Sitting in a car may not immediately look the most demanding of athletic pursuits but competing week in, week out at the top level of motor racing is actually one of the most physically demanding job in professional sports.
Formula 1 drivers require extraordinary fitness levels to push their body to its limits, as well as the mental fitness to maintain almost superhuman levels of psychological focus and concentration.
We spoke to Felipe Massa And Valtteri Bottas from Williams Martini Racing, to find out how they get and stay in peak condition:
ESQUIRE: What is the ultimate aim with your fitness regime? Endurance? Strength?
Felipe Massa: More endurance than strength. I need endurance for the long races as they push two hours and I need to be fit for that entire time.
What is the toughest physical challenge of your job?
VB: The long race distance, especially in hot countries where it is very physical. It is a real skill sport so you need to be 100% mentally focussed.
FM: Neck and cardio. You have some races that are quite difficult for your heart, and some for your muscles, such as you neck and shoulders. So it is important to have those in good shape for all the different tracks.
Do you feel like there are misconceptions about drivers' fitness because you drive a car?
VB: It is easy to think that I'm just driving a car round and ask why I need to be so fit for that. It is hard to properly explain but when you're in the cock pit with all the g-forces, it is extremely tiring on the body. I guarantee even a fit person, who hasn't driven racing cars before, would try and drive the speed we are doing, wouldn't last for very many laps.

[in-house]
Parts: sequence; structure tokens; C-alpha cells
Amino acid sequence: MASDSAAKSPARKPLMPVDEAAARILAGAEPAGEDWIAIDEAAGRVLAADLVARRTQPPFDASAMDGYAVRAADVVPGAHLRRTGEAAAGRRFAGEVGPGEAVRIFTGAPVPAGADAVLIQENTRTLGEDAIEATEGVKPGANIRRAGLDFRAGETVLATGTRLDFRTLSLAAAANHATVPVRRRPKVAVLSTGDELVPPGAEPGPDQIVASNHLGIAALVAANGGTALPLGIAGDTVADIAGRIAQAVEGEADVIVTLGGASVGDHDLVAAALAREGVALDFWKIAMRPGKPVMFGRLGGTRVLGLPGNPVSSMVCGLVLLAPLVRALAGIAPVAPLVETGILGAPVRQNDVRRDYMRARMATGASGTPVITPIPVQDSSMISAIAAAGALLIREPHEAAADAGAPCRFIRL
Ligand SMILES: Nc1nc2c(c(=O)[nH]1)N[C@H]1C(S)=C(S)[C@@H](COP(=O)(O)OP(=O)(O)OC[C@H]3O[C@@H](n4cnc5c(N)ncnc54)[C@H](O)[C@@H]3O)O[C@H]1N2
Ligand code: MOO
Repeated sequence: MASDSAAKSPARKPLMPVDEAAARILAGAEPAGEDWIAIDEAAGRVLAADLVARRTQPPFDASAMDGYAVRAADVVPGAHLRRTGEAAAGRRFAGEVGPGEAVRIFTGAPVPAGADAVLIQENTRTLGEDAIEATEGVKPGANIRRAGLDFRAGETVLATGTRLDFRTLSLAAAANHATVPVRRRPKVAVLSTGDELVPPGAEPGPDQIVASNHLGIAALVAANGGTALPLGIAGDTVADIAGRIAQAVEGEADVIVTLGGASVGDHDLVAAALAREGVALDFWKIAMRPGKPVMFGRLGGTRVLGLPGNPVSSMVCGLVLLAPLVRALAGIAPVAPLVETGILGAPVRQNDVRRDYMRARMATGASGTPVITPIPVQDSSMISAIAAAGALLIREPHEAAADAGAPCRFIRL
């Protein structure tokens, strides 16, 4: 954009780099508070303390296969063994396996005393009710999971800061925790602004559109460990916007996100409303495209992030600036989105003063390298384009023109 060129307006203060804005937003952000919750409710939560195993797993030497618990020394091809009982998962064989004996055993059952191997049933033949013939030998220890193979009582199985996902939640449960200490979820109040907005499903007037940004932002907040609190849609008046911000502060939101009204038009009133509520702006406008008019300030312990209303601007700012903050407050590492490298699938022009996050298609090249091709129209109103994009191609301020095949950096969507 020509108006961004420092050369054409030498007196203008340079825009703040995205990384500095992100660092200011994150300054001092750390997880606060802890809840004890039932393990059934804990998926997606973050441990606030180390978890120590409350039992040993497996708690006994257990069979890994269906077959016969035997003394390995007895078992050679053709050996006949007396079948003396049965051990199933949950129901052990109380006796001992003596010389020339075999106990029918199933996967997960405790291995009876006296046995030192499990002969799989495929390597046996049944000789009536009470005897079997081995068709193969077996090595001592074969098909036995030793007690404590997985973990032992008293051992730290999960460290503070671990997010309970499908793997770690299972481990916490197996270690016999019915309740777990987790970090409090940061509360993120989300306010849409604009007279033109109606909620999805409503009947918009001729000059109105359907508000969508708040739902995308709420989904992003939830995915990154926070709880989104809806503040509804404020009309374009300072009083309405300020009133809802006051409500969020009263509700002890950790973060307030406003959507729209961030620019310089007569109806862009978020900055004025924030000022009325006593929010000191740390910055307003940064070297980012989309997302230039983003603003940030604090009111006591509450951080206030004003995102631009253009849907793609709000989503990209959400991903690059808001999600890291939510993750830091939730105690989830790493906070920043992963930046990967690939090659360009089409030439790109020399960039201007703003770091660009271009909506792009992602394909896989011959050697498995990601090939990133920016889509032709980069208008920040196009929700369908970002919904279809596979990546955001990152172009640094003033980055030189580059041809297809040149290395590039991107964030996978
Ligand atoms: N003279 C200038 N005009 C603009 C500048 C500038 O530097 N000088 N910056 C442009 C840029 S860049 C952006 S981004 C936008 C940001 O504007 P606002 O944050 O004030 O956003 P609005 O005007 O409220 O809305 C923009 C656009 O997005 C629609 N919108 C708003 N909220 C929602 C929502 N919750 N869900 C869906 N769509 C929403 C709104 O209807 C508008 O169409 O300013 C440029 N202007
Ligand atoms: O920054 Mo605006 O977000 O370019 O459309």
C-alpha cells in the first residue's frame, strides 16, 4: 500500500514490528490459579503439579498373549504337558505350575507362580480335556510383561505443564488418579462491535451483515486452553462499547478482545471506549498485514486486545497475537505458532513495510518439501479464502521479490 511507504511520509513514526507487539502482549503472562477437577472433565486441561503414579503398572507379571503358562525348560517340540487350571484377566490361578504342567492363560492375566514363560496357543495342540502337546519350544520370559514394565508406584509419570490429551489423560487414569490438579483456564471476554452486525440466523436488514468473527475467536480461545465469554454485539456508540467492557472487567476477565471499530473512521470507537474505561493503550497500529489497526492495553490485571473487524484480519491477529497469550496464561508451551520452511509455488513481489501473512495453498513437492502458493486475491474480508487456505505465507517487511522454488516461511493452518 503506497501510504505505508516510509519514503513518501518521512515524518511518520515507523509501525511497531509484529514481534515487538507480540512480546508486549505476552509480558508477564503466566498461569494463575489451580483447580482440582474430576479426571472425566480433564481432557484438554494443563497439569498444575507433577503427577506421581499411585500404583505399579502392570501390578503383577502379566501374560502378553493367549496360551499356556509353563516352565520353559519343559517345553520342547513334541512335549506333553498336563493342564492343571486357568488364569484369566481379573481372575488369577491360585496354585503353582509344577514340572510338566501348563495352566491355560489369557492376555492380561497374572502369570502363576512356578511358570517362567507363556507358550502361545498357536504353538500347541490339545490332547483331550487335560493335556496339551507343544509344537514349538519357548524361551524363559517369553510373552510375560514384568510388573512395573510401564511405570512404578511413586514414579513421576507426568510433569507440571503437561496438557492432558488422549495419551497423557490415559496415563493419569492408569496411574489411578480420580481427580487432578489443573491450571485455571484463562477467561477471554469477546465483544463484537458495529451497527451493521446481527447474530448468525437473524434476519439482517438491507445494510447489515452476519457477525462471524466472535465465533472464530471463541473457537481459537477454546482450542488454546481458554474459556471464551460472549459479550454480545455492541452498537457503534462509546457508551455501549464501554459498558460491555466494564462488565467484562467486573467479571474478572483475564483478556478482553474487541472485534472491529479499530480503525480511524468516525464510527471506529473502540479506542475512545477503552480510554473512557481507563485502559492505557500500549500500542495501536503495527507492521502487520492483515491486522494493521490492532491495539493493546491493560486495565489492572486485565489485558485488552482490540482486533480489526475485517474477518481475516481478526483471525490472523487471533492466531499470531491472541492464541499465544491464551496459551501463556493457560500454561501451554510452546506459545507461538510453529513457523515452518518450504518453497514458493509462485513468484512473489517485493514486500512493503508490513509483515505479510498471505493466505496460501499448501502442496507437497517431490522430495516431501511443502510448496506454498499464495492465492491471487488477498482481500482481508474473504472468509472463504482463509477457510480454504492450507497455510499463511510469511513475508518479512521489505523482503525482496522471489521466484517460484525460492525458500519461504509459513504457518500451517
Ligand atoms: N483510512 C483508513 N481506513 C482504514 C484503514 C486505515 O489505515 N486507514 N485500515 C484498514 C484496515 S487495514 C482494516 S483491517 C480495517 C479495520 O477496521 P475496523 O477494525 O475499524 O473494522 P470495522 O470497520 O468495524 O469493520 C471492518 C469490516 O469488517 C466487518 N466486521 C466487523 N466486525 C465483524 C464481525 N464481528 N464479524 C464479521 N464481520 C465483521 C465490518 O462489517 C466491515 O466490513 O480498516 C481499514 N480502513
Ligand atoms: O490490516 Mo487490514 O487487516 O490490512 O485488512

Which is your go-to exercise that you'd recommend to others?
Valtteri Bottas: I recommend swimming. It is very difficult to injure yourself, so you can do it a lot and try different techniques. I also like running, you can do it anywhere in the world as long as you have your kit with you.
What do you typically eat for breakfast, lunch and dinner?
FM: I try not to eat fried things but go for white meat like fish or chicken instead. I think it is important to have a good breakfast and lunch, rather than eating lots in the evening.
VB: I keep lunches light because I don't like that getting an afternoon dip. I normally eat lots of vegetables, a nice salad and a good source of protein from either fish or chicken throughout the day.
Do you have any advice for men who are struggling for motivation when it comes to fitness?
FM: Have a clear motivation, For me if I am not fit, this could affect my result, so knowing that motivates me.
VB: Whether it is either gaining muscle or losing weight, set a clear goal and work towards that.
How do you think the physical stress of F1 compares to other sports?
VB: The forces we feel as a driver are very unique, so it is difficult to compare F1 to any other sport, other than motorsports.
FM: We are competing at a very high endurance level, maybe not compared to Iron Man or marathons. But it is a top level – like in football, basketball, tennis where games last for hours.
What's your go to healthy snack?
FM: A protein bar.
VB: Either an apple or nuts.
How hard do you train in the off season? Do you still need to be 'good'?
FM: When I finish the championship, I'll have maybe two weeks of 'easy' training. But then after that it's back to training really hard to be in good shape for testing.
VB: The off season is the time we train the most. We normally have a bit of a break after the last race. Then Christmas, New Year and all of January involves lots of training as that is when you need to build up the base of your fitness. Then in season it is maintaining that, with the main mission of staying healthy.
The 2016 Barcelona Grand Prix is on May 15th. Esquire is partnering with F1 team Williams Martini Racing throughout the 2016 season.